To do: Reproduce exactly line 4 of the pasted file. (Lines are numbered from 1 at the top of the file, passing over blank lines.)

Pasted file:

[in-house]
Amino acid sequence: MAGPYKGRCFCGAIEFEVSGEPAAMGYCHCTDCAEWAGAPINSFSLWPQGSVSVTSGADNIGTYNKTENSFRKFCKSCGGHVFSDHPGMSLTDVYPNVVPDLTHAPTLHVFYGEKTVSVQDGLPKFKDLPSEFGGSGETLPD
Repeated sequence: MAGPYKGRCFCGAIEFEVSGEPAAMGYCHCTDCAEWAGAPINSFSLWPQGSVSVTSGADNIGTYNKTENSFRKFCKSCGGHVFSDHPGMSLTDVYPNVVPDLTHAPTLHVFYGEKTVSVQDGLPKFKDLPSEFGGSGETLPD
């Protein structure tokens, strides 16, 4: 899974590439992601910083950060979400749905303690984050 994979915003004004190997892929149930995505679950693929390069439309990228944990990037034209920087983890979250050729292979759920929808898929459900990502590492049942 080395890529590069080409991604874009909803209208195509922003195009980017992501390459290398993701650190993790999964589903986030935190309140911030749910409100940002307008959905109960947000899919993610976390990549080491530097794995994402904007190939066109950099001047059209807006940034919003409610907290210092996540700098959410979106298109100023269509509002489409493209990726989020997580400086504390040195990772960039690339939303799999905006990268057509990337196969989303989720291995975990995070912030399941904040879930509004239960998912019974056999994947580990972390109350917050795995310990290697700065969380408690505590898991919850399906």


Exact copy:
């Protein structure tokens, strides 16, 4: 899974590439992601910083950060979400749905303690984050 994979915003004004190997892929149930995505679950693929390069439309990228944990990037034209920087983890979250050729292979759920929808898929459900990502590492049942 080395890529590069080409991604874009909803209208195509922003195009980017992501390459290398993701650190993790999964589903986030935190309140911030749910409100940002307008959905109960947000899919993610976390990549080491530097794995994402904007190939066109950099001047059209807006940034919003409610907290210092996540700098959410979106298109100023269509509002489409493209990726989020997580400086504390040195990772960039690339939303799999905006990268057509990337196969989303989720291995975990995070912030399941904040879930509004239960998912019974056999994947580990972390109350917050795995310990290697700065969380408690505590898991919850399906």